Anti-Morsi petition claims nearly 15 million signatures. Organizers of a campaign seeking to “remove confidence” in Egypt’s Islamist president, Mohamed Morsi, say they have nearly 15 million signatures for a petition to hold early presidential elections, the Egypt Independent reported.

The opposition campaign called Tamarod, which means “rebel” in Arabic, was launched in early May with the aim of collecting 15 million signatures to outnumber the votes gained by Morsi in last year’s presidential election.

Spokesperson Mahmoud Badr said the opposition is campaign “studying the possibility of confidentially submitting the forms to the Supreme Constitutional Court” before June 30. “We are printing the forms on CDs to preserve them,” Badr said. The group, which claims no political affiliation but has been generally supported by Egypt’s liberal opposition, the National Salvation Front, and also hopes to hold a series of rallies on June 30.

Since taking power last year, Morsi’s tenure as president has been marked by domestic unrest, a severe economic crisis, and political turmoil.

Kerry authorizes $1.3 billion in military aid to Egypt despite concerns over democracy. U.S. Secretary of State John Kerry authorized $1.3 billion in U.S. military aid to Egypt last month despite writing himself in a memo that the U.S. is “not satisfied with the extent of Egypt’s progress” on its democracy, Reuters reported Thursday.

The Secretary of State, according to U.S. law, needs to confirm that Egypt “is supporting the transition to civilian government, including holding free and fair elections, implementing policies to protect freedom of expression, association, and religion, and due process of law” prior to transferring the military aid.

But Kerry’s May 9 memo stated that waiving the restrictions on foreign military financing (FMF) was necessary to ensure “a strong U.S. security partnership with Egypt” that “maintains a channel to Egyptian military leadership, who are key opinion makers in the country.”

“A decision to waive restrictions on FMF to Egypt is necessary to uphold these interests as we encourage Egypt to continue its transition to democracy,” Kerry wrote.

Tamara Cofman Wittes, director of the Saban Center for Middle East Policy at the Brookings Institution, told Reuters that the U.S. State Department’s issuing of the waiver without any public discussion “has at the very least missed a significant opportunity to . . . raise its concerns about the political trajectory in Egypt.”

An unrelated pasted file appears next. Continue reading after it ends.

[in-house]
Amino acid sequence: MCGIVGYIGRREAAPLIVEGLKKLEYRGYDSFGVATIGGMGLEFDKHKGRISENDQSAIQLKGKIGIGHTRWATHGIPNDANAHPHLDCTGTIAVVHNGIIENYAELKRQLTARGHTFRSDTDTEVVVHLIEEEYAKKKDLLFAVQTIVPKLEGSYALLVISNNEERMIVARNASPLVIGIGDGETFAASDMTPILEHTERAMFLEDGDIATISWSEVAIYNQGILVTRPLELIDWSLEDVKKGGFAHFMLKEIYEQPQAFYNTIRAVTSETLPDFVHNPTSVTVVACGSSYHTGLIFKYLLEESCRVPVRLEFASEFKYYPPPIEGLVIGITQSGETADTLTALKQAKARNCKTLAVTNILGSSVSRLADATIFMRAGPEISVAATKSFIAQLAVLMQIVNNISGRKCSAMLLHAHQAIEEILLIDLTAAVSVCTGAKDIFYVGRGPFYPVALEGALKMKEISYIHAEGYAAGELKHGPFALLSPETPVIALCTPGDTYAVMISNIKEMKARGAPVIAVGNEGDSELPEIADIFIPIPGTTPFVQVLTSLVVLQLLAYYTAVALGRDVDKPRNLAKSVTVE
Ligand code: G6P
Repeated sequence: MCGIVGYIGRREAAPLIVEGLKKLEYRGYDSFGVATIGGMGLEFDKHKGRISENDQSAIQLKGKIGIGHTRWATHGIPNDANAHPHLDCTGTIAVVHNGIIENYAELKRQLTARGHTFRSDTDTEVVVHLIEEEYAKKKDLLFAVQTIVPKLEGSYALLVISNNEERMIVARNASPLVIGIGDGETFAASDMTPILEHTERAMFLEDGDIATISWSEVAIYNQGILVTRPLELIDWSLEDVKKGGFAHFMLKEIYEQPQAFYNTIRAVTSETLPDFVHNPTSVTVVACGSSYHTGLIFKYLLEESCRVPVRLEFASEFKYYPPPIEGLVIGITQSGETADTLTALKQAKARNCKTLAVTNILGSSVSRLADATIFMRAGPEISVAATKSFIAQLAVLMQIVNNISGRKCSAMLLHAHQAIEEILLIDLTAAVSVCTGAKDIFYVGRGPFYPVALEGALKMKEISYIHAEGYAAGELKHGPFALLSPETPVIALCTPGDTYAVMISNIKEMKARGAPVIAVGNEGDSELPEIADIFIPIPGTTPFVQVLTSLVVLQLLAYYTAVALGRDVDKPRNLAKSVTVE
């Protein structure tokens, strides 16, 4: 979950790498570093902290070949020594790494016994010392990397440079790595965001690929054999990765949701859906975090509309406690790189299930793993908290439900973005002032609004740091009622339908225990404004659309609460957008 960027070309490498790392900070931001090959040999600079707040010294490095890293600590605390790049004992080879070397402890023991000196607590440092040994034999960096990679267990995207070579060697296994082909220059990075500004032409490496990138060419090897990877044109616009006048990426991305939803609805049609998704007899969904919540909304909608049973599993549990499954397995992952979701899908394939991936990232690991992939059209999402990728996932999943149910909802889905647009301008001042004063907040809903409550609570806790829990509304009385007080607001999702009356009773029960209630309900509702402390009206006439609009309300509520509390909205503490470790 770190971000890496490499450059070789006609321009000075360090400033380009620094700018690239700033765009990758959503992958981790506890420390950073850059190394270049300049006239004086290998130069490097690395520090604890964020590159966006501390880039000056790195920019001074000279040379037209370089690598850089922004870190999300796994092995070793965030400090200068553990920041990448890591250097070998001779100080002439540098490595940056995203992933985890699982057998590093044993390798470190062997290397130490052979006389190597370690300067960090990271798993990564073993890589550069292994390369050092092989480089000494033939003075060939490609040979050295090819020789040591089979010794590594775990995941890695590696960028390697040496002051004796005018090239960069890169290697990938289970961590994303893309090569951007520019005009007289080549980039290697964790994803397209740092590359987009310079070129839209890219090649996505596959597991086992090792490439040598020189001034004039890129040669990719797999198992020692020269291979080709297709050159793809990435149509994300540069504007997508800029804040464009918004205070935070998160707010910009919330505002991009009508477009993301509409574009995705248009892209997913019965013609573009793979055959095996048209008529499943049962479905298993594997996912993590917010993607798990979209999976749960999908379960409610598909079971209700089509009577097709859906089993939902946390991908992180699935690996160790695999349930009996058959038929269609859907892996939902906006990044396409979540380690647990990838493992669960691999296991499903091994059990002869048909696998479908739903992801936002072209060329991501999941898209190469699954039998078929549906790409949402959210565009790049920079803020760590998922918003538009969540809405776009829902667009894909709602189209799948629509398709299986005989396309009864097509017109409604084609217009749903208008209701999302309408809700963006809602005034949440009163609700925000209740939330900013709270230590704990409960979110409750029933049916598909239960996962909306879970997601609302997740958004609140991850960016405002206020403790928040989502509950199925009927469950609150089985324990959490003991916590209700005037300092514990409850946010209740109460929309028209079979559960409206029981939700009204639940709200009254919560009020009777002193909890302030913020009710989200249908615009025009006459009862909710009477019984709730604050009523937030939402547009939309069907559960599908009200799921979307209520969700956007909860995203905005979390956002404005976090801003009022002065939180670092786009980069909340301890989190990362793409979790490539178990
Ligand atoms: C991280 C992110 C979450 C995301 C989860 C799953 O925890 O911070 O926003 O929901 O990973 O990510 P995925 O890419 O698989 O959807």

Israel divestment resolution defeated at UC Santa Cruz. An Israel divestment resolution was defeated at the University of California, Santa Cruz (UCSC) with 19 votes against, 17 votes in favor, and three abstentions. The defeat followed a 45-minute student senate debate.

“We are pleased that a divestment resolution was once again defeated, this time at UC Santa Cruz. We applaud UCSC’s student senate for recognizing the complexity of the conflict and the bigotry in this resolution. . . . Hopefully, next year, students who are obsessed with condemning Israel, while they cover up the terrorism of Palestinian groups like Hamas, will consider more constructive actions and resolutions,” said Roz Rothstein, CEO of the pro-Israel education group StandWithUs.

The student senators “understood the magnitude of hastily passing a slanderous bill with only days remaining in the school year,” leading to a relatively short debate on the issue, Don Waintraub, StandWithUs Northern California Campus Coordinator, told JNS.org.

“It was amusing to see the debate happen near the international section of campus, which contained . . . Qaddafi’s [Libyan] flag, which is no longer relevant. I remember . . . not believing they could have that dictator’s flag there, and seriously be considering divesting from the only country in the Near East where the Christian community is flourishing,” Waintraub added.

In May, an Israel divestment resolution was also defeated at the University of California, Davis. v